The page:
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Parameter expansion is a separate section of the bash manpage ({{{man bash -P 'less -p "^ Parameter Expansion"'}}} or [http://tiswww.tis.case.edu/~chet/bash/bashref.html#SEC30 see the reference]). It can be hard to understand parameter expansion without actually using it. (DO NOT think about parameter expansion like a regex. It is different and distinct.) Your shell has ''variables'' (either inherited from the environment, or defined by you), as well as several other ''special parameters'' like `$` (the shell's process ID) and so on. All of these are considered ''parameters'', and they can be expanded by putting a `$` in front. However, that's just the simplest case.
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Here's an example of how to use parameter expansion with something akin to a hostname (dot-separated components): Parameter Expansion is far more general and powerful than that. (The full set of capabilities can be found in the [http://tiswww.case.edu/php/chet/bash/bash.html#lbBA bash manpage], or see [http://tiswww.tis.case.edu/~chet/bash/bashref.html#SEC30 the reference] or [http://bash-hackers.org/wiki/doku.php?id=syntax:pe the bash hackers article] about it). It can be hard to understand parameter expansion without actually using it, so we're going to begin with some examples.
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The first set of capabilities involves removing a substring, from either the beginning or the end of a parameter. Here's an example using parameter expansion with something akin to a hostname (dot-separated components):
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And, here's an example of the parameter expansions for a typical filename.
And here's an example of the parameter expansions for a typical filename:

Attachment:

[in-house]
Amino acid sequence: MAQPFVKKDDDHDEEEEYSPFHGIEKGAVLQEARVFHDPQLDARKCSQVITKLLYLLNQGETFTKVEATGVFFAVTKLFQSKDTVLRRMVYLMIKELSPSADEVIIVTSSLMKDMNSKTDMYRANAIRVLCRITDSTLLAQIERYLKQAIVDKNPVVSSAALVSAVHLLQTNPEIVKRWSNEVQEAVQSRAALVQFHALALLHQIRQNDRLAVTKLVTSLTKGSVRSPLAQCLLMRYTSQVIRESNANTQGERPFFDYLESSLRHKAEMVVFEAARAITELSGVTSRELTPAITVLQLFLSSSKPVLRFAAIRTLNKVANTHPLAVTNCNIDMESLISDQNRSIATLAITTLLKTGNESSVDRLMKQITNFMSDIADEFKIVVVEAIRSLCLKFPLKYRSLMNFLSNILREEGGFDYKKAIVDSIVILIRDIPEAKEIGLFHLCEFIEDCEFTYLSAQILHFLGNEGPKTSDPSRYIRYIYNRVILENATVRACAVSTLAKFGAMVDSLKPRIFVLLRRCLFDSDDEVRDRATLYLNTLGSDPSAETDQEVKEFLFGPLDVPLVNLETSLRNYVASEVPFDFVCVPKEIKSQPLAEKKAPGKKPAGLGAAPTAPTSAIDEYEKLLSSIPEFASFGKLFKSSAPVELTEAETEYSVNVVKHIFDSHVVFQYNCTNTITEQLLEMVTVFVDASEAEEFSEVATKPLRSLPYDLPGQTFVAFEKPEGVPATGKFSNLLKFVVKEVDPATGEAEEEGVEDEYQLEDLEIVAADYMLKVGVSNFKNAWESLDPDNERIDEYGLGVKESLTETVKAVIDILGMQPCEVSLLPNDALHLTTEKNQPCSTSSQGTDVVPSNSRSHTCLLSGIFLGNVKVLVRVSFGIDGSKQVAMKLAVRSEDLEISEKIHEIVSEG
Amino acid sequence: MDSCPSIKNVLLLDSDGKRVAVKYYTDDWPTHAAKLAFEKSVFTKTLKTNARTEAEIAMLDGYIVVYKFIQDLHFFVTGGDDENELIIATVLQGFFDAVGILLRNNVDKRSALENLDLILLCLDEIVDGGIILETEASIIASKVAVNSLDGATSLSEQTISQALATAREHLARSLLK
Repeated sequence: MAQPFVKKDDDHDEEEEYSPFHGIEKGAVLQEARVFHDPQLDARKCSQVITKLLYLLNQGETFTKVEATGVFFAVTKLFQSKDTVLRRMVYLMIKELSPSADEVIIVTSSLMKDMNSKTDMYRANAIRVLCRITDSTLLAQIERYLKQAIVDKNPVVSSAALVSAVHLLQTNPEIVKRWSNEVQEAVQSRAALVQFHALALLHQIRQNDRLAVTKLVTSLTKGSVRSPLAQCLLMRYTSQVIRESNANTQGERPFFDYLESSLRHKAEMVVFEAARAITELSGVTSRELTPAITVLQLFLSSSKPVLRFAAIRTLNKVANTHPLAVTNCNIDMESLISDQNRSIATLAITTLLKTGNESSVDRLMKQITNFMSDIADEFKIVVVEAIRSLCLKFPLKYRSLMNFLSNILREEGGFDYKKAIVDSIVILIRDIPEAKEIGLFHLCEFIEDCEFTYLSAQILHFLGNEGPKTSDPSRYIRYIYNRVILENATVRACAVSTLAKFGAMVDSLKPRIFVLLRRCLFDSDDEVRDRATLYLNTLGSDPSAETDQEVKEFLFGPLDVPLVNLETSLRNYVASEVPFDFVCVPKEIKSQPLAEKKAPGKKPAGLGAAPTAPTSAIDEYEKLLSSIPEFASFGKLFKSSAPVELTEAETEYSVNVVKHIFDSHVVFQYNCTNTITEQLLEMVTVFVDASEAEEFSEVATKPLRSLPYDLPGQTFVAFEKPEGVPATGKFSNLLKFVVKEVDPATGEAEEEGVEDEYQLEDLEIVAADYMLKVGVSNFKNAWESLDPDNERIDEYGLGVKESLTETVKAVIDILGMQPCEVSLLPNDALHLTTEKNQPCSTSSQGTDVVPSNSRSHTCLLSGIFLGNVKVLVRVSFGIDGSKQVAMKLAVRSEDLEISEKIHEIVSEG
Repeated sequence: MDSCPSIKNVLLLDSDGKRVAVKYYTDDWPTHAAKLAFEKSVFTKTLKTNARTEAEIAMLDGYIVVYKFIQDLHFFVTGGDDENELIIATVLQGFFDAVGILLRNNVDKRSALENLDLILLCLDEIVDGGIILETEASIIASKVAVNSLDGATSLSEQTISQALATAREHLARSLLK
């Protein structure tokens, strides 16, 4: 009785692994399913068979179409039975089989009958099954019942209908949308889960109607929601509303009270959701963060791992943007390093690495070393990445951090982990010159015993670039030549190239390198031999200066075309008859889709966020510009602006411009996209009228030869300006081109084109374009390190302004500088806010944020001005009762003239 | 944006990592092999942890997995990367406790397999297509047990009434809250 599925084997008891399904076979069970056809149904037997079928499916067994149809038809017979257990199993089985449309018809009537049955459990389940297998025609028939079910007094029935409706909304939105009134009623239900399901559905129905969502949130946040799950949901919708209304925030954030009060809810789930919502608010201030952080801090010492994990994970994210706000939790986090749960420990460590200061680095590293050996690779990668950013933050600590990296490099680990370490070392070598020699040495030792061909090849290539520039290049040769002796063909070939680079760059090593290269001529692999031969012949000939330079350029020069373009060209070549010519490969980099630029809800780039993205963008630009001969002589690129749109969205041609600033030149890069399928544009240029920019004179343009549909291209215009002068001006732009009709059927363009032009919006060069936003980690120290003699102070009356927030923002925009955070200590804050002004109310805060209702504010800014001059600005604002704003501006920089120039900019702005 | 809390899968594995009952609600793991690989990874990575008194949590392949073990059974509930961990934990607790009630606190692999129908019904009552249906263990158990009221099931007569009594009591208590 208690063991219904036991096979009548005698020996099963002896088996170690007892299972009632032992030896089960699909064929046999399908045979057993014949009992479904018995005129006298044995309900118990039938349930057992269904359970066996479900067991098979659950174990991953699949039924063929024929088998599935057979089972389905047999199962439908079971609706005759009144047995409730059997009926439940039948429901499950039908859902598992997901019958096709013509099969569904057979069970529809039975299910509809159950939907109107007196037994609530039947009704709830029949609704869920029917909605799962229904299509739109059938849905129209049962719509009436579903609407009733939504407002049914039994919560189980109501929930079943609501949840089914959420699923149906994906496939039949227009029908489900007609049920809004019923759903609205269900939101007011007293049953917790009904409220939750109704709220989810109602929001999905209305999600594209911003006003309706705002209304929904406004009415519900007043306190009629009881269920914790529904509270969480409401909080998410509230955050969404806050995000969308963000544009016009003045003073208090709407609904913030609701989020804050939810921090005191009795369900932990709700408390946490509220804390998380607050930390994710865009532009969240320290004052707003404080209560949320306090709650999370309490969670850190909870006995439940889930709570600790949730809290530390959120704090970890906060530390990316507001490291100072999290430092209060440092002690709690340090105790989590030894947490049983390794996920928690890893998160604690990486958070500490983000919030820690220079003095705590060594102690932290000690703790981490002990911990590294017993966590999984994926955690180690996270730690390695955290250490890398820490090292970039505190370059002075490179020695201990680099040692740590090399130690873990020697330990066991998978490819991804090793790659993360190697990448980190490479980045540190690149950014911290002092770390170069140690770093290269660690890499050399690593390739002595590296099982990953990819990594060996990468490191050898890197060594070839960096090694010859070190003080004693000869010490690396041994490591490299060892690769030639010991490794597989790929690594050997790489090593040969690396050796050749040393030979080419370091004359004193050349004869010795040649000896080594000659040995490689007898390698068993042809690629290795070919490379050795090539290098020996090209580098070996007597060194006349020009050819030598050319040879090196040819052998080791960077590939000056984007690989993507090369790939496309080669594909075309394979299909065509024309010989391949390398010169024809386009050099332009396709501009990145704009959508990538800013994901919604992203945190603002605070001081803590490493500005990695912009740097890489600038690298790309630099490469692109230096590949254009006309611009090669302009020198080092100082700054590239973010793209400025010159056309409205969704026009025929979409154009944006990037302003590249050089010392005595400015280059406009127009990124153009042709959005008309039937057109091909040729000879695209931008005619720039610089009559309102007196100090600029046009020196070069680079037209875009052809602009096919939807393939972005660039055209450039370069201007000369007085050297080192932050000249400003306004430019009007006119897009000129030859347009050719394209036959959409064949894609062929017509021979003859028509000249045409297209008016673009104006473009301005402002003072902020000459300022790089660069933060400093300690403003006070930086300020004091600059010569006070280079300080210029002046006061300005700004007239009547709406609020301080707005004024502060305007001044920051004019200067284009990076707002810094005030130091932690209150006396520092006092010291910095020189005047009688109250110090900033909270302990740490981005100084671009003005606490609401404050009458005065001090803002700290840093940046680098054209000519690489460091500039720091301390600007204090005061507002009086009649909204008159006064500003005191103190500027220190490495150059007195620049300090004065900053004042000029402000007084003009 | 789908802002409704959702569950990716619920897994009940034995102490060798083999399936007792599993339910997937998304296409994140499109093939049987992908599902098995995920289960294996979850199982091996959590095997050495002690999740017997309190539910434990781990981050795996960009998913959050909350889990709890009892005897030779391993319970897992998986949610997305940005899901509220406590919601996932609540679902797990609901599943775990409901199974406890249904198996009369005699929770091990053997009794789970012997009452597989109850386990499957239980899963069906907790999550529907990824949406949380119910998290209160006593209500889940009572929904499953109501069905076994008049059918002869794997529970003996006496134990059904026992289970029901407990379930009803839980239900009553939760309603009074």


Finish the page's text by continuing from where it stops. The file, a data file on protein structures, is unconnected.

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You cannot nest parameter expansions. If you need to perform two separate expansions, use a temporary variable to hold the result of the first expansion. US keyboard users may find it helpful to observe that, on the keyboard, the "#" is to the left of the "%" symbol. Mnemonically, "#" operates on the left side of a parameter, and "%" operates on the right. The [:glob:] after the "%" or "%%" or "#" or "##" specifies what pattern to ''remove'' from the parameter expansion.
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You may find it helpful to associate that, on your keyboard, the "#" is to the left of the "$" symbol and the "%" symbol is to its right; this corresponds with their acting upon the left (beginning) and right (end) parts of the parameter. You cannot nest parameter expansions. If you need to perform two expansions steps, use a variable to hold the result of the first expansion:
{{{
# foo holds: key="some value"
bar=${foo#*=\"} bar=${bar%\"*}
# now bar holds: some value
}}}
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  # Note: string:-1 means something entirely different.   # Note: string:-1 means something entirely different; see below.
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=== Parameter Expansion on Arrays ===
[:BashFAQ/005:BASH arrays] are remarkably flexible, since they are so well integrated with the other shell expansions. Virtually any expansion you can carry out on a scalar can equally be applied to a whole array. Remember that quoting an array expansion using @ (e.g. {{{"$@"}}} or {{{"${cmd[@]}"}}}) results in the members being treated as individual words, regardless of their content. So for example, {{{arr=("${list[@]}" foo)}}} correctly handles all elements in the `list` array.

First the expansions:
{{{
$ a=(alpha beta gamma) # our base array
$ echo "${a[@]#a}" # chop 'a' from the beginning of every member
lpha beta gamma
$ echo "${a[@]%a}" # from the end
alph bet gamm
$ echo "${a[@]//a/f}" # substitution
flphf betf gfmmf
}}}

The following expansions (substitute at beginning or end) are very useful for the next part:
{{{
$ echo "${a[@]/#a/f}" # substitute a for f at start
flpha beta gamma
$ echo "${a[@]/%a/f}" # at end